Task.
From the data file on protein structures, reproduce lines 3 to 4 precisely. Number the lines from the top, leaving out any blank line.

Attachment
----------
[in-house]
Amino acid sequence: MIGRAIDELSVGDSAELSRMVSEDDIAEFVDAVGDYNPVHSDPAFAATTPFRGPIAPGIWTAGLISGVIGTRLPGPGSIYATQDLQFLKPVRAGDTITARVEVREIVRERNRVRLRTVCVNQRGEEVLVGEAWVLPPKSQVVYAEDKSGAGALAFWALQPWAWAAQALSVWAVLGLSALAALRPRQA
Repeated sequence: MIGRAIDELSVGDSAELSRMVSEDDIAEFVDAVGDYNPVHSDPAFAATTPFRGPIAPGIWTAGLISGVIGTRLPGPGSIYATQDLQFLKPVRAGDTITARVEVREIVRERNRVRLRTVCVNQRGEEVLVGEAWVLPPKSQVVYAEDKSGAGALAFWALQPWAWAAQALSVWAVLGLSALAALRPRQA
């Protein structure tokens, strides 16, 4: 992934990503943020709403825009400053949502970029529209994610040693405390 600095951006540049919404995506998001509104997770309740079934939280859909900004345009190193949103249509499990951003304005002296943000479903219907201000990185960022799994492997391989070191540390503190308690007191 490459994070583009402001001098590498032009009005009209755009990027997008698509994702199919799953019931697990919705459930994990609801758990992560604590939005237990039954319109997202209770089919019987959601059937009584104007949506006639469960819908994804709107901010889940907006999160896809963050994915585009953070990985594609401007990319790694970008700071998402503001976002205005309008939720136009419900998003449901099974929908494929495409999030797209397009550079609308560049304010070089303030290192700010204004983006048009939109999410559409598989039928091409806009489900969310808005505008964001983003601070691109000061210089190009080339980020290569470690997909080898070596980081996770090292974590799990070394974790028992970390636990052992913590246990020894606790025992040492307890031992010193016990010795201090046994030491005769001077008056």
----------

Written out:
Repeated sequence: MIGRAIDELSVGDSAELSRMVSEDDIAEFVDAVGDYNPVHSDPAFAATTPFRGPIAPGIWTAGLISGVIGTRLPGPGSIYATQDLQFLKPVRAGDTITARVEVREIVRERNRVRLRTVCVNQRGEEVLVGEAWVLPPKSQVVYAEDKSGAGALAFWALQPWAWAAQALSVWAVLGLSALAALRPRQA
């Protein structure tokens, strides 16, 4: 992934990503943020709403825009400053949502970029529209994610040693405390 600095951006540049919404995506998001509104997770309740079934939280859909900004345009190193949103249509499990951003304005002296943000479903219907201000990185960022799994492997391989070191540390503190308690007191 490459994070583009402001001098590498032009009005009209755009990027997008698509994702199919799953019931697990919705459930994990609801758990992560604590939005237990039954319109997202209770089919019987959601059937009584104007949506006639469960819908994804709107901010889940907006999160896809963050994915585009953070990985594609401007990319790694970008700071998402503001976002205005309008939720136009419900998003449901099974929908494929495409999030797209397009550079609308560049304010070089303030290192700010204004983006048009939109999410559409598989039928091409806009489900969310808005505008964001983003601070691109000061210089190009080339980020290569470690997909080898070596980081996770090292974590799990070394974790028992970390636990052992913590246990020894606790025992040492307890031992010193016990010795201090046994030491005769001077008056």